After lagging behind Canon for quite a while in the resolution stakes, Nikon has struck back at the professional end with its 36.3MP Nikon D800, and down at the budget end with the 24.2MP Nikon D3200.
Naturally, there are many of us who don't think a £500/$650 camera body has a particularly 'budget' price tag, but the Nikon D3200 is still very new, and we'd expect the street price to drop right below that of the Nikon D5100 once the novelty has worn off a bit.
So what's actually new here? As well as having nearly twice the image resolution of the Nikon D3100, the Guide shooting mode is bigger and better, with more choices and smarter pictorial illustrations of all the salient points. These features are very good news for beginners.
For sporty shooters, there's faster EXPEED 3 image processing, whereas the Nikon D3100 and Nikon D5100 have the previous generation EXPEED 2. Processing and write speeds from the internal buffer to the memory card are also considerably quicker than with the other two cameras.
Those who like to shoot video of sports action as well as stills will be pleased by the addition of an external microphone socket, which was lacking on the Nikon D3100.
Back in stills mode, there's a jump from the D3100's 3fps to 4fps in continuous drive mode. The LCD is also boosted from 230k to 921k dots, matching the Nikon D5100's resolution, but lacking its pivot facility.
The first casualty of increased sensor resolution is often high ISO performance, with images taking on a grainy appearance or lacking fine detail. The Nikon D3200 does well to limit the damage, producing crisp, clean images all the way up to ISO 3200, while still delivering usable results at its highest ISO settings.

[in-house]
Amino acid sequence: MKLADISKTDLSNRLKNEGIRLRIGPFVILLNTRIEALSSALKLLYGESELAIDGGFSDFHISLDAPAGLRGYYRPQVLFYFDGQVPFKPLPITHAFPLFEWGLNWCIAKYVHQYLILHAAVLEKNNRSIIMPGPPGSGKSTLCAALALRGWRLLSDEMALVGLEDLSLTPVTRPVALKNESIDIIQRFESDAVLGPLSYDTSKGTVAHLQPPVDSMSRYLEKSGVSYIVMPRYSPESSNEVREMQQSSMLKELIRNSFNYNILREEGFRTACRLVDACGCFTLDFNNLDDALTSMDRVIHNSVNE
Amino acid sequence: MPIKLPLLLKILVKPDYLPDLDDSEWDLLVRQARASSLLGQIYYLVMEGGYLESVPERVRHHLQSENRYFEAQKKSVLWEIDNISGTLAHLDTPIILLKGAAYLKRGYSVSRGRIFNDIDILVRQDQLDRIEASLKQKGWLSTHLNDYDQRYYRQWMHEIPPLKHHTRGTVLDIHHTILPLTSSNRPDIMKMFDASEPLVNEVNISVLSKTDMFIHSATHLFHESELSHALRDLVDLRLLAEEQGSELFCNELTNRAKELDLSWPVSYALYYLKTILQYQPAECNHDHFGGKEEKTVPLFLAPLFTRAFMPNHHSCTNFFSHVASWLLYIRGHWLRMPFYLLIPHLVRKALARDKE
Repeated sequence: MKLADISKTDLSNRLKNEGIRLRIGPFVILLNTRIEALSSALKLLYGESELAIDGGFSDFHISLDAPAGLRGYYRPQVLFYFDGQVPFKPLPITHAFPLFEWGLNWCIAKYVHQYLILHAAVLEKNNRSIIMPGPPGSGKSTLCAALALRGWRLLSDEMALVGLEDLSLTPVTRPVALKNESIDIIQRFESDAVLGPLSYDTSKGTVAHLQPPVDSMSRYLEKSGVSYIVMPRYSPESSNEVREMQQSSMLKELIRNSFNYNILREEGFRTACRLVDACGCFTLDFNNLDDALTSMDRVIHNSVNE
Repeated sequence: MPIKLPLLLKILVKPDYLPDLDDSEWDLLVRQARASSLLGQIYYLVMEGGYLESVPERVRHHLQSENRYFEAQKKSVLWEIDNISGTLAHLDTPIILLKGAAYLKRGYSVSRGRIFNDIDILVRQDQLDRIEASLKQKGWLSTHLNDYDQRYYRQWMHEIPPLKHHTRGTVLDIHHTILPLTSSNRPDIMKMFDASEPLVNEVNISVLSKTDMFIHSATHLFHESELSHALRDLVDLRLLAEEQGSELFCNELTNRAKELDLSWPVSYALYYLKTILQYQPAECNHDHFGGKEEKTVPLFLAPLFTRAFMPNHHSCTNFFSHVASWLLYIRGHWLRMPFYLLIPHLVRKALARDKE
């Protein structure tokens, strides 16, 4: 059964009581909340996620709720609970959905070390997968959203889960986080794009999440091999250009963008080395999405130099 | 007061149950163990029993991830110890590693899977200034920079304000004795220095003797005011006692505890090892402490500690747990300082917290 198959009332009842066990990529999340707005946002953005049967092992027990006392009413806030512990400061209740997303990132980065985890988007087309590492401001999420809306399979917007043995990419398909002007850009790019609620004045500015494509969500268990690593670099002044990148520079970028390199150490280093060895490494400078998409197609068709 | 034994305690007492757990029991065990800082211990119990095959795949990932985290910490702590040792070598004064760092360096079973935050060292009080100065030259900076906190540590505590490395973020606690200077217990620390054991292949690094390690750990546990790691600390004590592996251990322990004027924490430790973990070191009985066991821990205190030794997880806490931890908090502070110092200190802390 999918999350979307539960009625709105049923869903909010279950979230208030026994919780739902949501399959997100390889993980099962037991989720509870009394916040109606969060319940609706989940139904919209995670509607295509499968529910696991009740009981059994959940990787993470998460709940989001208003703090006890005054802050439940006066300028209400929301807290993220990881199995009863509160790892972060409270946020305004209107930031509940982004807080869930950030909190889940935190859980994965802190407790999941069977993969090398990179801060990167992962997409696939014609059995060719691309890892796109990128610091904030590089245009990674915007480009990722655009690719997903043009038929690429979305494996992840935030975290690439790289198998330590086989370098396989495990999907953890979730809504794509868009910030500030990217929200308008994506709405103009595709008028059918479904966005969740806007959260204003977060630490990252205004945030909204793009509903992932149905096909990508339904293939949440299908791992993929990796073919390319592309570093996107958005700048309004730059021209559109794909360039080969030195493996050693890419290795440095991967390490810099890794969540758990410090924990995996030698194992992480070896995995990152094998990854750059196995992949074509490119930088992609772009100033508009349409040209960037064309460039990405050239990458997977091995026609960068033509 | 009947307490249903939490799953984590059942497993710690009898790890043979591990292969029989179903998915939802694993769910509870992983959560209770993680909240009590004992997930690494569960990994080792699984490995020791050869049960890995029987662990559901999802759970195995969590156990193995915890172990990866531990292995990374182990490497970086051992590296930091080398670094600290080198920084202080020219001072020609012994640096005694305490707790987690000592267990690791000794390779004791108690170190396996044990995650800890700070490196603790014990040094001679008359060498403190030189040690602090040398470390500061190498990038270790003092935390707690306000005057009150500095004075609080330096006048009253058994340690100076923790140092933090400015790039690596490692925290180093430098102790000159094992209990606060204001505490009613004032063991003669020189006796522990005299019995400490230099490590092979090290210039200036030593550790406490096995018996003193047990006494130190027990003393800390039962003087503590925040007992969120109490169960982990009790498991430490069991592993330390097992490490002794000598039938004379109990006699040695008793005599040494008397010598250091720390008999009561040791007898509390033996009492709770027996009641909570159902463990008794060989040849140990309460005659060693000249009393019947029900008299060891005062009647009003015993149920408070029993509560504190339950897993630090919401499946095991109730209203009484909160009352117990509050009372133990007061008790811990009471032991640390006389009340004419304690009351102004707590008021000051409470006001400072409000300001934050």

Some of the Nikon D5100's little luxuries are lacking, like an exposure delay shooting mode (to avoid mirror bounce) and a feast of Custom Functions, but it's clear that the Nikon D3200 is definitely a major step up from the Nikon D3100.
Punchy, vivid and not quite as bright as with the Nikon D3100, outdoor quality is actually very similar to that of the up-market Nikon D7000.
Helped by its 24.2MP sensor, the Nikon D3200 rules the roost for image resolution, but you'll need a high- quality lens to make the most of it.
In low lighting conditions at high ISO settings, the Nikon D3200 produces slightly grainier-looking images than other cameras, but fine detail is retained.
There's very little to choose between the Nikon D3200 and the Nikon D5100, and colour accuracy is very good in both cases.
Image test verdict
The Nikon D3200 gives punchy image quality that's more natural-looking than the Nikon D3100. Image noise at high ISO settings is more noticeable though.
Current page: Nikon D3200 - £500/$650Prev Page Canon EOS 600D - £500/$550 Next Page Verdict: best sports DSLR
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